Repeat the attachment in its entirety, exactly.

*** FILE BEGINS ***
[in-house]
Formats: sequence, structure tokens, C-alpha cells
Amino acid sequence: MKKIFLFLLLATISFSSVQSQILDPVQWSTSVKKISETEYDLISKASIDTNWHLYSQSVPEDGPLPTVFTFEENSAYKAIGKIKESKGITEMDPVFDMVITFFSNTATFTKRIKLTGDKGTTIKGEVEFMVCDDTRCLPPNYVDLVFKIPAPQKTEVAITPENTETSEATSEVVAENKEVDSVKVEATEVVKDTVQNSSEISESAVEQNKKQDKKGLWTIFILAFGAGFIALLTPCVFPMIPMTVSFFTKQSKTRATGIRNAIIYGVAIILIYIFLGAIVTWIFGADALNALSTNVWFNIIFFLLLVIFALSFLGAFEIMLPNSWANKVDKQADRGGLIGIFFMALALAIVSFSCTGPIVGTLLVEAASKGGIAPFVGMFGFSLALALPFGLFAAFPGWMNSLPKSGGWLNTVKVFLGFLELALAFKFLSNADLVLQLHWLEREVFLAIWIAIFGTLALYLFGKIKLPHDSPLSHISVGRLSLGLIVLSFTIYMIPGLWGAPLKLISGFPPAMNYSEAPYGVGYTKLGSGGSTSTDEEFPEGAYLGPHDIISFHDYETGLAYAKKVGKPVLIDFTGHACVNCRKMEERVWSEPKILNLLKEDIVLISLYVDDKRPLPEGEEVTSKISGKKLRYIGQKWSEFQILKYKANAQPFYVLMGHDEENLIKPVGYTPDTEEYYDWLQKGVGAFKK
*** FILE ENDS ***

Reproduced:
[in-house]
Formats: sequence, structure tokens, C-alpha cells
Amino acid sequence: MKKIFLFLLLATISFSSVQSQILDPVQWSTSVKKISETEYDLISKASIDTNWHLYSQSVPEDGPLPTVFTFEENSAYKAIGKIKESKGITEMDPVFDMVITFFSNTATFTKRIKLTGDKGTTIKGEVEFMVCDDTRCLPPNYVDLVFKIPAPQKTEVAITPENTETSEATSEVVAENKEVDSVKVEATEVVKDTVQNSSEISESAVEQNKKQDKKGLWTIFILAFGAGFIALLTPCVFPMIPMTVSFFTKQSKTRATGIRNAIIYGVAIILIYIFLGAIVTWIFGADALNALSTNVWFNIIFFLLLVIFALSFLGAFEIMLPNSWANKVDKQADRGGLIGIFFMALALAIVSFSCTGPIVGTLLVEAASKGGIAPFVGMFGFSLALALPFGLFAAFPGWMNSLPKSGGWLNTVKVFLGFLELALAFKFLSNADLVLQLHWLEREVFLAIWIAIFGTLALYLFGKIKLPHDSPLSHISVGRLSLGLIVLSFTIYMIPGLWGAPLKLISGFPPAMNYSEAPYGVGYTKLGSGGSTSTDEEFPEGAYLGPHDIISFHDYETGLAYAKKVGKPVLIDFTGHACVNCRKMEERVWSEPKILNLLKEDIVLISLYVDDKRPLPEGEEVTSKISGKKLRYIGQKWSEFQILKYKANAQPFYVLMGHDEENLIKPVGYTPDTEEYYDWLQKGVGAFKK